From The Orange County Register
By Kathie Bozanich | OC Family
You get a school notice about head lice in your kid’s classroom and know your first-grader has been scratching her head incessantly. Or you take your football-playing son to the doctor with what you think is an infected spider bite, and it’s diagnosed as the bacterial skin infection MRSA.
Many illnesses that are easily spread peak in the fall and winter months, and this is particularly true among kids as they settle into school routines among their equally germ-prone peers.
“If you’re talking about reports of clusters of cases that we hear from schools about, No. 1 and 2 are cold and flu-type symptoms and stomach virus-type symptoms,” says Matt Zahn, Orange County’s medical director of epidemiology.
“And there really isn’t a close third.”
It’s almost a given that parents will encounter either of those two or one of the other contagious illnesses and ailments on the list. Here is a guide to their causes, how to identify symptoms and how to treat them. The treatments are based on scientific evidence and best practices, but your pediatrician might have recommendations better suited to your situation.
Influenza, commonly known as flu, is an infectious respiratory illness. Fall sparks the onset of flu season; it typically peaks in late December to February and then may stretch into May. While seasonal flu and the common cold share many symptoms, a fever is almost always present with the flu and is less common in colds.
“The big thing that distinguishes between flu and a cold for me is that the kids will be really achy with the flu,” says Dr. Angela S. Dangvu, a pediatrician at Pediatric & Adult Medicine in Tustin, a member of CHOC Children’s Network. “Their legs will ache, their back will hurt, whereas you wouldn’t normally see that with a cold. And just the way they look. … They just look sicker.”
Vaccination is the best method in preventing influenza each year. The federal Centers for Disease Control and Prevention recommends that everyone 6 months and older get a flu shot each new season in the fall. Children younger than 5, especially those younger than 2, and kids of any age with chronic health problems are at high risk of serious flu complications.
“Each year, schools are a big part of the spread of flu through the community, and when children get themselves vaccinated, of course the main goal for all of us is the child’s health, but the ripple effect could be that they don’t bring that germ home to family and (those) at high risk,” Zahn says. “There’s multiple layers of help that the vaccine can provide.”
Causes: Influenza is caused by viruses and spreads from person to person through coughs, sneezes and even talking. It is possible to contract it by touching a surface infected with the flu virus, then transmitting it to your mouth, nose or eyes, health experts say. The best way to stop the spread of influenza beyond getting a flu shot is by covering coughs and sneezes and consistent hand- washing with soap and warm water. Those infected should stay at home at least 24 hours after the fever has gone.
Symptoms: These include fever, chills, cough, sore throat, body aches, fatigue and stuffy nose.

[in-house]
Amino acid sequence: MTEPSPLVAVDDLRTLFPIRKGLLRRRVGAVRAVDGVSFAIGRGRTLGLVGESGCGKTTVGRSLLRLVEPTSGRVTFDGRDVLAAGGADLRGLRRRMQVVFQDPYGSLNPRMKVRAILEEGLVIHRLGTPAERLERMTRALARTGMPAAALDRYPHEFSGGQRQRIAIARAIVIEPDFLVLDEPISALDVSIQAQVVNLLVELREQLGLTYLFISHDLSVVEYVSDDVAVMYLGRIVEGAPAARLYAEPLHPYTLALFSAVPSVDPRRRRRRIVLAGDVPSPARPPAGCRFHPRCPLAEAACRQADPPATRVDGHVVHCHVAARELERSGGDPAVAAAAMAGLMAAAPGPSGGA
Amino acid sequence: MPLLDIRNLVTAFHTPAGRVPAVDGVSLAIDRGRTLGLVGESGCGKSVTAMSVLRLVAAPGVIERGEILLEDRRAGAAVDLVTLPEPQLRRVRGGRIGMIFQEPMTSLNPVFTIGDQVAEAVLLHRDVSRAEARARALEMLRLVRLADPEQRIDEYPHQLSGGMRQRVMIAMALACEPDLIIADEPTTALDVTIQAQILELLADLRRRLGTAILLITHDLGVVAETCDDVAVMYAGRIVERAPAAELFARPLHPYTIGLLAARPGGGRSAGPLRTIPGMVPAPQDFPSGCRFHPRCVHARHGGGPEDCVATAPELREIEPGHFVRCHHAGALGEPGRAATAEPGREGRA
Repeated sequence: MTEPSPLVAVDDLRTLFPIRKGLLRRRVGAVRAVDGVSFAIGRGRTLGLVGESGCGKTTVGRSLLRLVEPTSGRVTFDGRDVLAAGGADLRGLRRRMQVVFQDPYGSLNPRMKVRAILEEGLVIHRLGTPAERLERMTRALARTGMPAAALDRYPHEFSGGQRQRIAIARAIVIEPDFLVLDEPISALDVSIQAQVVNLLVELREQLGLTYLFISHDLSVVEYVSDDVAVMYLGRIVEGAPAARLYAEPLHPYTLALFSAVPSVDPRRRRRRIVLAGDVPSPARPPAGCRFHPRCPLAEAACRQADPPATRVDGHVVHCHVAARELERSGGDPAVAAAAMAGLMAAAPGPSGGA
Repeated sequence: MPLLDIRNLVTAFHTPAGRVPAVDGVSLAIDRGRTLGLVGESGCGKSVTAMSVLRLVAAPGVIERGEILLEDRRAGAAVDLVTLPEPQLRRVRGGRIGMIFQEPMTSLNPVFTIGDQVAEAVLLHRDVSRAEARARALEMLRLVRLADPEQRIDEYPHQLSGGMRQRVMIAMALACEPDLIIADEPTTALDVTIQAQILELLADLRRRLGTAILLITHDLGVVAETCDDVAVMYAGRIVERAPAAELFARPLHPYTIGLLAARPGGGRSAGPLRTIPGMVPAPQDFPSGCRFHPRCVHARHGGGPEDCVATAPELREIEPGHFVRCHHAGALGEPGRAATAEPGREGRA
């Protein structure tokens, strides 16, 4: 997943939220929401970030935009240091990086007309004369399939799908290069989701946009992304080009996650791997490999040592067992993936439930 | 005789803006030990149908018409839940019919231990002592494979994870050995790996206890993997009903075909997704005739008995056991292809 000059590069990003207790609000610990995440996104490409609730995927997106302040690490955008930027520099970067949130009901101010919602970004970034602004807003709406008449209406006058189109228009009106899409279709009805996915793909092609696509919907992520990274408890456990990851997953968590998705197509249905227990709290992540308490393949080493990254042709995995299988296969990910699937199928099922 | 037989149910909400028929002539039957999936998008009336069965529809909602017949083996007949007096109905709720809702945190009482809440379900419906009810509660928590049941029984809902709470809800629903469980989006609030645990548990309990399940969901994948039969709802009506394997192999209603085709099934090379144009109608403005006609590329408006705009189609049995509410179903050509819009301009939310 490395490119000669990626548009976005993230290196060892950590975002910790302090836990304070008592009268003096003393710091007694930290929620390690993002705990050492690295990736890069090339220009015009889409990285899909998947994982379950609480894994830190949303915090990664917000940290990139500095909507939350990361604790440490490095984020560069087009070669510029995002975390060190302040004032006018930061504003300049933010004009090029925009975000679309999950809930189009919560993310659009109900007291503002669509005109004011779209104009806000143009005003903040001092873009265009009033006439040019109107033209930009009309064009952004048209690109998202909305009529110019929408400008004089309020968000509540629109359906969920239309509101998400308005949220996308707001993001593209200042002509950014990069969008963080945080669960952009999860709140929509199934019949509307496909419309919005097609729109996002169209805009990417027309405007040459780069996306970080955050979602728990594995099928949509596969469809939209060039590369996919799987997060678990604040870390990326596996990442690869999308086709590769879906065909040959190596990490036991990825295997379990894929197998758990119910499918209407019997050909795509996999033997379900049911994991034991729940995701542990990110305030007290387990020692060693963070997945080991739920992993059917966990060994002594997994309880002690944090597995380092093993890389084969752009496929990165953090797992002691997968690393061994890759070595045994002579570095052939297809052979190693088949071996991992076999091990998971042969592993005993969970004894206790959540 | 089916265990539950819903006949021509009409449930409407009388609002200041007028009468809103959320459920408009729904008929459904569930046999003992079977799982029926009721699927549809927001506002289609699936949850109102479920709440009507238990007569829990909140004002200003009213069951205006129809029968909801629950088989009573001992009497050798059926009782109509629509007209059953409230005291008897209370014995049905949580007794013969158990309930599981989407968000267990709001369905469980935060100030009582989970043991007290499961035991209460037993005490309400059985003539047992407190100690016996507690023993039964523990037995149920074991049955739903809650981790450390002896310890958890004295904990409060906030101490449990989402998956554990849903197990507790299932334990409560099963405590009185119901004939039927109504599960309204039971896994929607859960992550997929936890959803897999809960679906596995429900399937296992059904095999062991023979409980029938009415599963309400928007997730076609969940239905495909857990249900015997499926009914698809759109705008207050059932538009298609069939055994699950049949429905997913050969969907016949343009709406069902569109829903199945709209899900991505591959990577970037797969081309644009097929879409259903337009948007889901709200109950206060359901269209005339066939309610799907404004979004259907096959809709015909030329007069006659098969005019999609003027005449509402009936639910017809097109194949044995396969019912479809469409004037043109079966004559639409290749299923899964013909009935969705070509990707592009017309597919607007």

Treatment: Antiviral drugs can lessen symptoms and shorten the duration of illness by one or two days, as well as prevent serious flu complications, such as pneumonia. Most of those who get influenza will recover within two weeks, but some will develop severe illness that requires hospitalization.
NOROVIRUS (and other stomach viruses)
The highly contagious norovirus is by far the most common of the stomach viruses. There are many types of norovirus, and you can get it more than once. It is the leading cause of disease outbreaks from contaminated food (food poisoning) in the U.S. It is often called the stomach flu, but it is not related to influenza.
It takes only a small amount of norovirus particles to make someone sick, and people are contagious from the moment they begin feeling sick to the first few days after they recover. The virus can spread quickly in enclosed places such as schools and day care centers, as well as cruise ships and nursing homes.
Causes: Norovirus causes inflammation of the stomach, intestines or both, known as acute gastroenteritis. Symptoms usually develop one to two days after exposure to the virus.
Symptoms: The most common symptoms are vomiting, diarrhea, nausea and stomach pain. Fever, headaches and body aches can also occur.
Treatment: No specific medicine exists, and there is no vaccine for norovirus, the CDC says. It cannot be treated with antibiotics because it is a viral, not a bacterial, infection.
“Most kids don’t see a doctor, and there is no easy test” to determine whether it’s specifically norovirus, Zahn says. “You tend to get better, (so) we don’t diagnose for sure it is norovirus, but we suspect that’s the main cause.”
The symptoms can lead to dehydration, especially in young children, so it’s important to make sure those who are sick drink plenty of water and rehydration fluids.
Pink eye, formally known as conjunctivitis, is common and spreads easily, affecting 6 million people annually in the U.S., federal health officials say. The Orange County Department of Education asks school districts to follow the American Academy of Pediatrics’ guidelines when it comes to excluding children from attending school because of pink eye. Those guidelines say kids with purulent cases (whites of eyes are pink or red and there is white or yellow mucus) or who have been diagnosed with bacterial conjunctivitis should be kept at home until treated.